As I write this blog, the roads in Syracuse, New York and surrounding areas are deadly. Sleet and freezing rain have been falling all day . The roads are frozen. My driveway in Geneva, NY is an ice skating rink. My windshield had a thick shell of ice covering it before I rolled it into the garage.
The National Weather Service just posted that the roads in Syracuse and all the way down through Pennsylvania are likely to be “treacherous” for travel for the next 48 hours. The National Weather Service is warning of “nearly impossible” driving conditions. They warn drivers to stay home or at least “use extreme caution, allow plenty of distance between you and the vehicle ahead of you”.
Already about a dozen Onondaga County vehicles are reported crashed or disabled likely due to the weather.
Given all this information, this Syracuse car accident attorney is staying home! (You should, too!)
But assume I did NOT stay home. What if I had chosen to take my car out to run some errands, for example, and I were unable to avoid striking a car stopped at a stop light because my car just kept sliding on the ice after I braked? Would I be liable? In other words, if the guy I rear-ended were injured, could he successfully sue me even though the storm was not my fault?
Let’s examine both sides of the case. Here’s the argument that I am NOT liable: I didn’t cause the sleeting, icy precipitation. That was God. I was traveling below the speed limit. I braked, as I was supposed to, but the ice that Got put on the road made me slide into the other vehicle. Not my fault!
This is called the “act of God defense”. Insurance company lawyers use it a lot.
Now here’s the argument a Syracuse car accident lawyer would make in Court if he represented my victim: “Mr. Bersani is fully to blame. He knew the conditions. He could see the ice on the roads. He chose to go out in it. If he chose to go out in his car, he was required to drive at a speed that was safe for the conditions, and to use the care required by the circumstances, and he was required to brake with plenty of time for anticipated sliding. He rear-ended my client because he was going too fast for the conditions, or he did not have proper snow tires, or he did not brake early enough for what should have been anticipated sliding.”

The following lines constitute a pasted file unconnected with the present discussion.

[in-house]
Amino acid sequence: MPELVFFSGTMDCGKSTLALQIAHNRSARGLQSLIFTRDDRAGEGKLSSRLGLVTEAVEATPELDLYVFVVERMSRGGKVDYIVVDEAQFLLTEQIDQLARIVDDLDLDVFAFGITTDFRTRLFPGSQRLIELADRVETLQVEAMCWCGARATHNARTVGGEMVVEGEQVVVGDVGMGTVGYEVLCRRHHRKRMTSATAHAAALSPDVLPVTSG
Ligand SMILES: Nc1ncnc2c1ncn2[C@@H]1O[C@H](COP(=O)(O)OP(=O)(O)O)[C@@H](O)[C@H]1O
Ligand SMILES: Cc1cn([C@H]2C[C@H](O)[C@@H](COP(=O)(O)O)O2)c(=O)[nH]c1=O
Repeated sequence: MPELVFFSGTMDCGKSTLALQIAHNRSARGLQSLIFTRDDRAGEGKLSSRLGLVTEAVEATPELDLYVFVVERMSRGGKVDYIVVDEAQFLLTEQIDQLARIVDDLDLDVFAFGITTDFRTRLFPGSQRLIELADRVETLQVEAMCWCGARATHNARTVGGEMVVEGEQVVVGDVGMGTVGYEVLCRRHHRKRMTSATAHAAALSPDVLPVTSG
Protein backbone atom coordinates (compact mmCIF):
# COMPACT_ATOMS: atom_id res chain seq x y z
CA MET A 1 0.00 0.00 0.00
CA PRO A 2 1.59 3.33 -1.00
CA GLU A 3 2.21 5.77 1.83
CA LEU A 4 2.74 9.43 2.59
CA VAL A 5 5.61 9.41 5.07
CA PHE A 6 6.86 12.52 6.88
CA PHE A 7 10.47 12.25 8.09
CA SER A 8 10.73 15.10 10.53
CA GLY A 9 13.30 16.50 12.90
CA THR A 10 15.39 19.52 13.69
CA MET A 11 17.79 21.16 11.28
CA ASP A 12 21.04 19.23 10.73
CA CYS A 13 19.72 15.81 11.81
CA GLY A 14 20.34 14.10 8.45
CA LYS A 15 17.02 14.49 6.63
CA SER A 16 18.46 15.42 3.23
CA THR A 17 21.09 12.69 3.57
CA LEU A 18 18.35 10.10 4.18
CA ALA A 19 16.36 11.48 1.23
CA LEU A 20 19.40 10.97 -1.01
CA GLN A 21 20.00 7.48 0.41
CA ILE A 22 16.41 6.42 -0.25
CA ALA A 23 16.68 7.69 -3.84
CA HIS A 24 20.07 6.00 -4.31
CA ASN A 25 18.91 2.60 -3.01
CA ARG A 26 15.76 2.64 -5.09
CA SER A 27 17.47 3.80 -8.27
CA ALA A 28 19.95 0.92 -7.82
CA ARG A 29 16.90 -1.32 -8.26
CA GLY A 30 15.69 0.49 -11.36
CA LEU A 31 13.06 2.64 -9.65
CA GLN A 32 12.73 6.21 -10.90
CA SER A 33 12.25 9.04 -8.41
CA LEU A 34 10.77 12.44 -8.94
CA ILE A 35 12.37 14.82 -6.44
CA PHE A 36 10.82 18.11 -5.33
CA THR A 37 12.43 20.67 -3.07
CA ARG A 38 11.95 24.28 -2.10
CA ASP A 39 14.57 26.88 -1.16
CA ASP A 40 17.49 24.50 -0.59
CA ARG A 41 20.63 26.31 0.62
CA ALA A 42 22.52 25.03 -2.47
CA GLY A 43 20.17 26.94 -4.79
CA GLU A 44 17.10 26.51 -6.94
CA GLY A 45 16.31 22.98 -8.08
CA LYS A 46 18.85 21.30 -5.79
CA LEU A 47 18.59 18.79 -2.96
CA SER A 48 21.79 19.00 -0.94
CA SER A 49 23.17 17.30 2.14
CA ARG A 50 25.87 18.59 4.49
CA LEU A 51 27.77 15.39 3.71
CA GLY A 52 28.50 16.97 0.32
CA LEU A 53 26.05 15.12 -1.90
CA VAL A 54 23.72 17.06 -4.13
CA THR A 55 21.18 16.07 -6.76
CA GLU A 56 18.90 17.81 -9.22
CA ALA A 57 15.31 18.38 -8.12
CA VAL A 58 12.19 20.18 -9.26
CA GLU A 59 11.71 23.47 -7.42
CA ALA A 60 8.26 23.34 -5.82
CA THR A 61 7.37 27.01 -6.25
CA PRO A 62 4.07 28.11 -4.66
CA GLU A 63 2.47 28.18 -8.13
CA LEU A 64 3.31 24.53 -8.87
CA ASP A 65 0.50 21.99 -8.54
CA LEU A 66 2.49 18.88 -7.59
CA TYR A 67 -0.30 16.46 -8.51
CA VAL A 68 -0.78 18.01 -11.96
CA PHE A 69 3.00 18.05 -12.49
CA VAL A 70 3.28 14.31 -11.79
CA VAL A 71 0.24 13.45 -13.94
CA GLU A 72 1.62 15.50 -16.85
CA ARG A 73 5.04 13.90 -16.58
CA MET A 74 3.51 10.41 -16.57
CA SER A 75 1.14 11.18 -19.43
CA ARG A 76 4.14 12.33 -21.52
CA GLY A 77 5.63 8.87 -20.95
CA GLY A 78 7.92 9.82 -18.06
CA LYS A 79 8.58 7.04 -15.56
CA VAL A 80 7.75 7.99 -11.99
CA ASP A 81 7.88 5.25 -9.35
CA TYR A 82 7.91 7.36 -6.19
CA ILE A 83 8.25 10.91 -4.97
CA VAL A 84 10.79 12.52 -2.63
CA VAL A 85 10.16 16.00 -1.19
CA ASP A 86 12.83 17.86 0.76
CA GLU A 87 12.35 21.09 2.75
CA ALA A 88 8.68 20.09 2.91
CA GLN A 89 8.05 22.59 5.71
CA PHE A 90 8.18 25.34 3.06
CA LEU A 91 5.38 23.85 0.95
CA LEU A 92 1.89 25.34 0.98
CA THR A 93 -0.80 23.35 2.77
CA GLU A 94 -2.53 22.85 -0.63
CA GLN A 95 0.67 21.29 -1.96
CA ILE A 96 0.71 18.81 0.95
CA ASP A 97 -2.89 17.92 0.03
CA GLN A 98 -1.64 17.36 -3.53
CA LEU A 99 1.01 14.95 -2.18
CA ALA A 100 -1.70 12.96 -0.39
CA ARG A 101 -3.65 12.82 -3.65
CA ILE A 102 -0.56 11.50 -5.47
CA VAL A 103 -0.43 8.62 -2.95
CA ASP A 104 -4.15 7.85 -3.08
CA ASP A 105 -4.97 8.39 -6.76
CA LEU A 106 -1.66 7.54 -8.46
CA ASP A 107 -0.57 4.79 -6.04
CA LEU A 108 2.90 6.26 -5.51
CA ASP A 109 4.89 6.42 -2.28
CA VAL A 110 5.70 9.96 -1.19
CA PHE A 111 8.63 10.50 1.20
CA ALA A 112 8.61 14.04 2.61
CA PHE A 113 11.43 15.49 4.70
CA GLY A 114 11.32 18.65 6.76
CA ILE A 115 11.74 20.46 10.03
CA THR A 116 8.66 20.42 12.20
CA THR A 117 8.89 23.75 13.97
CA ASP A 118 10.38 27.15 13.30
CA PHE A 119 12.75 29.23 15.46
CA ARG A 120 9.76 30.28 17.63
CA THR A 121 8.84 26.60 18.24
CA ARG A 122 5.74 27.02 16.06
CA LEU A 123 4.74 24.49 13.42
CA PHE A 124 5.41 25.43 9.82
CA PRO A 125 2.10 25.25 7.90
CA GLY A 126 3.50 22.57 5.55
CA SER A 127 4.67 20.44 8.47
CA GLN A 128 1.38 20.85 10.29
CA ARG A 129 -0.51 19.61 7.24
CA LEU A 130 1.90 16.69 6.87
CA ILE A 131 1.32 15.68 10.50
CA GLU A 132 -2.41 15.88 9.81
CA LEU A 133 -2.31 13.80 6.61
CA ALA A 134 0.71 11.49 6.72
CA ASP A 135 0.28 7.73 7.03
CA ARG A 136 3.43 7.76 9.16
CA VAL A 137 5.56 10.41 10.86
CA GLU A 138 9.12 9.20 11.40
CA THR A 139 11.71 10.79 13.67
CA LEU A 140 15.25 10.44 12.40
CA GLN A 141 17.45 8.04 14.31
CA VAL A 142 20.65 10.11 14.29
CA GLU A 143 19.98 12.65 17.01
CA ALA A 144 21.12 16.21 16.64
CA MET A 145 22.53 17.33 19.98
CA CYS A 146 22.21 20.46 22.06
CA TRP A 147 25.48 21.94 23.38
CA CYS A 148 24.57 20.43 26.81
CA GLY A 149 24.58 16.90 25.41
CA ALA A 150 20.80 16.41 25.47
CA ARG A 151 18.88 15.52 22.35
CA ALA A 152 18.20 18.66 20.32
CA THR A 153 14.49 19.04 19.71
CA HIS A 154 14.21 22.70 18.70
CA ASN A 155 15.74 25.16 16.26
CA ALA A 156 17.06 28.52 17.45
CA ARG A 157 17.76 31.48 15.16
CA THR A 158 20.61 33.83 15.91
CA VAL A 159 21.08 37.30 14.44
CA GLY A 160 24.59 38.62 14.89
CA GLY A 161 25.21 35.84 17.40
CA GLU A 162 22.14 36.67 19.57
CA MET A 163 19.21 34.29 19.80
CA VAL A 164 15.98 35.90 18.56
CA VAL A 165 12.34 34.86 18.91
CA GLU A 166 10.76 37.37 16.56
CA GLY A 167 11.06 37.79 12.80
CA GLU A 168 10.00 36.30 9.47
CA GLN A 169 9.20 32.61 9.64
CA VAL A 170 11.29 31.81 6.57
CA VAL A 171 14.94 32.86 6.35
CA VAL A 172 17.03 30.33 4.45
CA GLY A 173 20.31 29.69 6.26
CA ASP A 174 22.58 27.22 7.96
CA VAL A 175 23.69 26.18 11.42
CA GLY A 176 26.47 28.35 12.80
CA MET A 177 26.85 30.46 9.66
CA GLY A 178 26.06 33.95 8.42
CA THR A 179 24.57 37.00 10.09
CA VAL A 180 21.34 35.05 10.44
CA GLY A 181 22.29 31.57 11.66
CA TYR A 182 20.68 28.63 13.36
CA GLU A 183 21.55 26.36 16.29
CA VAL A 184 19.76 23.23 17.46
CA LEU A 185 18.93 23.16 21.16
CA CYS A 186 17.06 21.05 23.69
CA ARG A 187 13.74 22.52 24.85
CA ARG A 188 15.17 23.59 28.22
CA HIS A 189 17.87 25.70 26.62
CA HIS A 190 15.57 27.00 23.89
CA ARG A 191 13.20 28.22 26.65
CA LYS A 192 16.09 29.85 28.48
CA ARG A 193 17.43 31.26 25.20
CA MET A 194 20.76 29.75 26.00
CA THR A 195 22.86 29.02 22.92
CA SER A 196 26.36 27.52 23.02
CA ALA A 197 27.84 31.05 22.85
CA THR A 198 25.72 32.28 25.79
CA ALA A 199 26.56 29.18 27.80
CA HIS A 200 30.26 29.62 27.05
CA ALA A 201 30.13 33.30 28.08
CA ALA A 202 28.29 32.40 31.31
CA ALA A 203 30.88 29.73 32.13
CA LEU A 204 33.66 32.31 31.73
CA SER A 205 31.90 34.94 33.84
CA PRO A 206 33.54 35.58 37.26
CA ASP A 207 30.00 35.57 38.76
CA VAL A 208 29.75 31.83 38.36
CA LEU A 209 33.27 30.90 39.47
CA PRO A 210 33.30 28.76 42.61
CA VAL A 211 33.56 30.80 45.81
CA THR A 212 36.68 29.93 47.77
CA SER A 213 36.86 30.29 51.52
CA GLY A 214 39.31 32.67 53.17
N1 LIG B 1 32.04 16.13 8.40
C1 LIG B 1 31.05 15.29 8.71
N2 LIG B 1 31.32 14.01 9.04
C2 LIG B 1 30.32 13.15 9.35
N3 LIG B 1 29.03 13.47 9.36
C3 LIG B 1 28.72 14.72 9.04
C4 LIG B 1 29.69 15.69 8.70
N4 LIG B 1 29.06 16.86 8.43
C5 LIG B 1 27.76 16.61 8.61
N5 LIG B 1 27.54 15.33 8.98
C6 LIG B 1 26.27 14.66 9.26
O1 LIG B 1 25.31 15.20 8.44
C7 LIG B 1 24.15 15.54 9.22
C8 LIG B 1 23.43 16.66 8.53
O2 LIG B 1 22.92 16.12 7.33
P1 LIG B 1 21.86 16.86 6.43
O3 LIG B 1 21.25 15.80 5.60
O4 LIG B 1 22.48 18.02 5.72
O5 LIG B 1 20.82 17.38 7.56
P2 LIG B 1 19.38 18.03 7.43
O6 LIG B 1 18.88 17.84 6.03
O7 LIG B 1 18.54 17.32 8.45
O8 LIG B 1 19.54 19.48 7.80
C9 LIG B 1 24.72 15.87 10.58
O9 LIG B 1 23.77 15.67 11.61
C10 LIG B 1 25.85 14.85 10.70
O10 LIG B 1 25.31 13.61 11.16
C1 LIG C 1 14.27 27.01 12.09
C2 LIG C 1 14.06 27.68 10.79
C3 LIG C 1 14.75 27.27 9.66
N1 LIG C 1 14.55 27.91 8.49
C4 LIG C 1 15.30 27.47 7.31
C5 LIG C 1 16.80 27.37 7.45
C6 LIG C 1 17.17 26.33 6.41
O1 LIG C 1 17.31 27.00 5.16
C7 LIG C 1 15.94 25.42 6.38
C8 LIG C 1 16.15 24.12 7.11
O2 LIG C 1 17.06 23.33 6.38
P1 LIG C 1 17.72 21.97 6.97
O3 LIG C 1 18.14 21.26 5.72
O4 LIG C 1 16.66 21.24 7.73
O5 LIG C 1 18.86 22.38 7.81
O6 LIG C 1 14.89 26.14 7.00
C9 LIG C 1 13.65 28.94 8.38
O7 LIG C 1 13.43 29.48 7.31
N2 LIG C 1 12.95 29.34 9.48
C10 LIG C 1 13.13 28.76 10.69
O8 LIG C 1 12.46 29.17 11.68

Who would win this case?
Most cases just like this one described above are won by the PLAINTIFF, that is, the guy who was rear-ended. Any New York personal injury lawyer worth his
road salt, especially one trying a case in the Syracuse area where juries are used to the snow and ice, should be able to win this case. His job is to make the jury understand that all drivers, even in wintery weather, need to be able to handle the snow and ice up here in Central New York. If they fail to take reasonable precautions to handle it appropriately, then they are liable. They are required to maintain control of their vehicle at all times. If that means driving very slowly, and braking very early, so be it!
The only time the “act of God” defense works is in the rare circumstance where there was a sudden, isolated patch of ice on the road and no other indication before that time that the roads were icy or snow-covered. That’s unusual. Ice and snow are very seldom isolated events. At the very least, there will be sporadic patches of snow and ice that the driver should see as he is driving along and that should warn him to slow down, brake early, and anticipate sliding.
Always remember that you, as the driver in these Syracuse New York winters, have a duty to other motorists, pedestrians and to your own passengers to maintain control of your vehicle. KEEP CONTROL OF YOUR VEHICLE. Otherwise a car accident lawyer like me might be filing a claim against you in Syracuse or beyond.
But avoiding a lawsuit is not the most important thing. After all, if you have sufficient motor vehicle insurance coverage, the lawsuit should not affect you personally. But nothing is harder to live with than causing the death or serious injury of a fellow human being because you did not drive at a prudent speed for the conditions. Please drive carefully!
Email me at: firstname.lastname@example.org I’d love to hear from you!
Syracuse car accident Lawyers
Michaels & Smolak, P.C.